On board the Dolphin Explorer, it didn’t take long before we spotted our first pod of dolphins, about 30 minutes.
Participating in the Dolphin Project, our quest was to find and catalogue dolphin sightings, in an effort to continue the growing body of research gathered about Atlantic bottlenose dolphins that choose to reside in the shallow waters of the Ten Thousand Islands near Marco Island, Florida. Dolphins are protected by both federal and state laws.
The naturalist on board, James, said we picked a very exciting time to go on this adventure because early September was the time we could expect to see newborn calves. Since the Dolphin Explorer has been operating for eight years, and that is the length of time a female dolphin normally takes to start having babies, the potential to see one of the originally sighted dolphins becoming a mom for the first time, and for others in the pod to become grandparents provided extra allure.
Alas, no new babies revealed themselves in our three-hour morning cruise.
Navigating the shallows, we were looking for dolphins who were likely feeding. James said dolphins have no sense of smell and can swim and swallow their food at the same time. Many of his explanations were specially geared to children on board, although, of course, interesting to adults as well. Kids of all ages were invited to become researchers for a day. They were given a clipboard and worksheet on which they could note a particular sighting. They filled in the blanks about location, in this case Addison Way, the number of dolphins sighted (eight), and activities observed such as playing and chuffing, the fancy name for forcefully exhaling when first surfacing for air to clear the recessed blowhole of water.
From James, we learned that the water temperature was about 90 degrees and the average water depth is six feet, which subcategorizes the pods as estuarine dolphins. We also were supposed to assess whether the group of dolphins were a maternity group, a sub-adult group, a male pair bond, or undetermined. The naturalist’s explanation of these groupings, however, were somewhat overrun by excited passengers talking and pointing and taking photographs of the eight dolphins. They were to our left, then to our right, then straight ahead. James easily identified who was who among the dolphins by their “telltale” tail. The dolphin’s dorsal fin was particularly shaped and notched, so that like a snowflake, each was unique to an individual.
That “fin-factor” turned identifying the dolphin into a sort of a scavenger hunt. Several notebooks with photographs and additional information were distributed so that amateur researchers could match what they were seeing with the names that had been bestowed to the dolphins. Also, if a new dolphin was sighted, the passenger who spotted it first had an opportunity to name it. We saw no new dolphin on our particular voyage. James knew them all!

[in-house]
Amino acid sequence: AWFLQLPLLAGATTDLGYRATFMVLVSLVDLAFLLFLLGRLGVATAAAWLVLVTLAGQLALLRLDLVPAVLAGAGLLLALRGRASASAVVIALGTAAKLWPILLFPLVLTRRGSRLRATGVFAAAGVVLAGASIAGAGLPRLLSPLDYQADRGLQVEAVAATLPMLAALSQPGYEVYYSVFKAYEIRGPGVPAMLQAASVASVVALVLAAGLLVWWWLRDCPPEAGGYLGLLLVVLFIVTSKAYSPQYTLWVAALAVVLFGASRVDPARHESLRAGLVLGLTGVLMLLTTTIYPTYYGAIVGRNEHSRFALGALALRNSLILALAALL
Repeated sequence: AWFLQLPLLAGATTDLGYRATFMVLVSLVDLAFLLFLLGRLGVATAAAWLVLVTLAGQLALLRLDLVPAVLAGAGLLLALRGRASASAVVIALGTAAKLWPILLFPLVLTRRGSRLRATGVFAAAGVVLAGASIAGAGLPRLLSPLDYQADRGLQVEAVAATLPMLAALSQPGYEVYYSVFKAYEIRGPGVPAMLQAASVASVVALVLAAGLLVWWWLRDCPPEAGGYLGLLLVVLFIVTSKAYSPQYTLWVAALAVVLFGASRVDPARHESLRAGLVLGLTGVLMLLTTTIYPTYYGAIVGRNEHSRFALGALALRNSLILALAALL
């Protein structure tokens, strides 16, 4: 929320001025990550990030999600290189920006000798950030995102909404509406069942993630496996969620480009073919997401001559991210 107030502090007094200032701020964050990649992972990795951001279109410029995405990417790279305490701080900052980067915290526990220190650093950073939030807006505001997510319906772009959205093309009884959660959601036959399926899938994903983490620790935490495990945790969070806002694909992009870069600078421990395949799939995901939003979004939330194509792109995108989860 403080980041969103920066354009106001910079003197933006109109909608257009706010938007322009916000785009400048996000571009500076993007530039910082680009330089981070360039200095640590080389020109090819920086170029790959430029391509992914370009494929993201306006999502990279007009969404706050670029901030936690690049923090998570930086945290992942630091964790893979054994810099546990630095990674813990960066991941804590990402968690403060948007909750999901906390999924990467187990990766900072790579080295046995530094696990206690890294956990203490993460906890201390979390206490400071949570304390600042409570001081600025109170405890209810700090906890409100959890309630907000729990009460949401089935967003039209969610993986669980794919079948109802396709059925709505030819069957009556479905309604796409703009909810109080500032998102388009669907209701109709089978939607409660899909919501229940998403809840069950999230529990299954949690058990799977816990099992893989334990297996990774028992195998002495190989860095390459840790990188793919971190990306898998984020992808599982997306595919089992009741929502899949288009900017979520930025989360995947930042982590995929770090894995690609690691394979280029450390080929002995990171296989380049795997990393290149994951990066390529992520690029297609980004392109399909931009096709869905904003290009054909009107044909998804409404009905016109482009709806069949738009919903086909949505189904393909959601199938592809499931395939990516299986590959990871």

During this sighting, my ten-year-old’s favorite point of the excursion arrived. The dolphin surfed the boat’s waves as we motored to a new spot. James explained this was playful behavior while Gus enjoyed the dolphins’ four-foot leaps that occurred a couple of times.
Our next sighting occurred at 10:22 a.m. near the Isle of Capri. There were four dolphin here: a male pair bond and mom and calf. James again knew them all by name. The water depth was 10 feet deep. I had seen dolphin here once before, while kayaking after launching from a nearby restaurant.
Other nature-related sightings aboard the Explorer might include unique mangrove trees, manatee, osprey, wading birds, brown pelicans and terns. In fact, near Addison Way, several small mangrove islands were designated sanctuary areas.
The Explorer docked at Keewaydin Island for about a half hour. This uninhabited island offered a chance to take a walk on an eight-mile long Paradise Coast beach, collect interesting shells and swim in warm aqua waters. Among the shells easily spied were worm shell, calico scallop, lightning welk, moon snail, olive shell, and fighting conch, and less obvious were sand dollars and starfish. Additionally, a turtle nest was cordoned off which gave naturalist James an opportunity to educate the guests about sea turtles, especially loggerhead turtles. He also shared that he had spied a gopher tortoise near the path to the beach, doing its thing, eating Morning Glory vines and burrowing.
On shore, visitors can easily spy the golden silk orb spider, and numerous butterfly species such as the swallowtail, gulf fritillary, buckeye, white sulphur and zebra longwing – Florida’s state butterfly.
James also offered to take “family portraits” on the beach, which is another valuable offering of the Dolphin Explorer. Each family or group of visitors on board can go home with printed photographs taken and printed on board by the naturalist – photos of your group and nature and dolphins -- which double as a souvenir and a way to share your adventure with friends and family. (How smart is that for “free advertising?!”)
The voyage back to the dock enabled James to further inform guests about shells used as tools by early settlers, how shells generate, and the anatomy of a dolphin skull.
The Dolphin Explorer cruise is noted among the 100 Places that can Change Your Child’s Life, according to author Keith Bellows, an award-winning writer and editor and contributor to National Geographic Traveler Magazine. Due to the Explorer’s successful merging of education, tour and excitement for all ages, one can easily understand how explorers-for-a-day can be attracted to a life dedicated to marine science, with frequent voyages on the water among the social dolphins.
It’s worth noting the average number of dolphins spotted in the Explorer’s 2,400 trips to date is 11.5. So, disappointment is rare.